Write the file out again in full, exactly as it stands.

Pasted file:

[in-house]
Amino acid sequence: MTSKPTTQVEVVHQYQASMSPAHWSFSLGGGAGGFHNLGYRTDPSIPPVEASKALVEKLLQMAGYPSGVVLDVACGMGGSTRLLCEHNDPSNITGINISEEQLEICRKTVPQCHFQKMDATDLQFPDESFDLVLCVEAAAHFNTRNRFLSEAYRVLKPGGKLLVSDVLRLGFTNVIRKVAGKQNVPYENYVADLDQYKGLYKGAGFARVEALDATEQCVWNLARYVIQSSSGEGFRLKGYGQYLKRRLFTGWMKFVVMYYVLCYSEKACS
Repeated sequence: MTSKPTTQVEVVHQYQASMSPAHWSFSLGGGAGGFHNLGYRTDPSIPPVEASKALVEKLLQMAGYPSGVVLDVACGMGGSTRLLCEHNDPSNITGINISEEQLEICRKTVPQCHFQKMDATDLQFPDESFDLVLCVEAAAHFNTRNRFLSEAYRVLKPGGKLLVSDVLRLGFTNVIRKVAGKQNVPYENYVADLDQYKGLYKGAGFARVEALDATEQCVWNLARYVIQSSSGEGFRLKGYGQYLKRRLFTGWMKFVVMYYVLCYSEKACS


[in-house]
Amino acid sequence: MTSKPTTQVEVVHQYQASMSPAHWSFSLGGGAGGFHNLGYRTDPSIPPVEASKALVEKLLQMAGYPSGVVLDVACGMGGSTRLLCEHNDPSNITGINISEEQLEICRKTVPQCHFQKMDATDLQFPDESFDLVLCVEAAAHFNTRNRFLSEAYRVLKPGGKLLVSDVLRLGFTNVIRKVAGKQNVPYENYVADLDQYKGLYKGAGFARVEALDATEQCVWNLARYVIQSSSGEGFRLKGYGQYLKRRLFTGWMKFVVMYYVLCYSEKACS
Repeated sequence: MTSKPTTQVEVVHQYQASMSPAHWSFSLGGGAGGFHNLGYRTDPSIPPVEASKALVEKLLQMAGYPSGVVLDVACGMGGSTRLLCEHNDPSNITGINISEEQLEICRKTVPQCHFQKMDATDLQFPDESFDLVLCVEAAAHFNTRNRFLSEAYRVLKPGGKLLVSDVLRLGFTNVIRKVAGKQNVPYENYVADLDQYKGLYKGAGFARVEALDATEQCVWNLARYVIQSSSGEGFRLKGYGQYLKRRLFTGWMKFVVMYYVLCYSEKACS